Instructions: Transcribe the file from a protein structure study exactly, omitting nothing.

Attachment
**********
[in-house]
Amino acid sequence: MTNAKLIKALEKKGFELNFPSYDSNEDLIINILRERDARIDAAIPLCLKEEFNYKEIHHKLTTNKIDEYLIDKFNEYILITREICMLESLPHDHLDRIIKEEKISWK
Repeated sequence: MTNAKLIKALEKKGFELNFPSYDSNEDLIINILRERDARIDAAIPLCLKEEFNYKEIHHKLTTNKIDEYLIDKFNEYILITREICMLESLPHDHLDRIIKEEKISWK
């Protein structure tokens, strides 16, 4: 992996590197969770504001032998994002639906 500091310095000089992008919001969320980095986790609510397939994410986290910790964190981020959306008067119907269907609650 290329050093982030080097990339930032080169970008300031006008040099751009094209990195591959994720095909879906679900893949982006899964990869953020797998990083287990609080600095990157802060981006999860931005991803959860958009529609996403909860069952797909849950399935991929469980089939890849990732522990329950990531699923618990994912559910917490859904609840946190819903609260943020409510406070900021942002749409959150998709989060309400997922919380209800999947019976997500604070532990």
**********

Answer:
[in-house]
Amino acid sequence: MTNAKLIKALEKKGFELNFPSYDSNEDLIINILRERDARIDAAIPLCLKEEFNYKEIHHKLTTNKIDEYLIDKFNEYILITREICMLESLPHDHLDRIIKEEKISWK
Repeated sequence: MTNAKLIKALEKKGFELNFPSYDSNEDLIINILRERDARIDAAIPLCLKEEFNYKEIHHKLTTNKIDEYLIDKFNEYILITREICMLESLPHDHLDRIIKEEKISWK
């Protein structure tokens, strides 16, 4: 992996590197969770504001032998994002639906 500091310095000089992008919001969320980095986790609510397939994410986290910790964190981020959306008067119907269907609650 290329050093982030080097990339930032080169970008300031006008040099751009094209990195591959994720095909879906679900893949982006899964990869953020797998990083287990609080600095990157802060981006999860931005991803959860958009529609996403909860069952797909849950399935991929469980089939890849990732522990329950990531699923618990994912559910917490859904609840946190819903609260943020409510406070900021942002749409959150998709989060309400997922919380209800999947019976997500604070532990």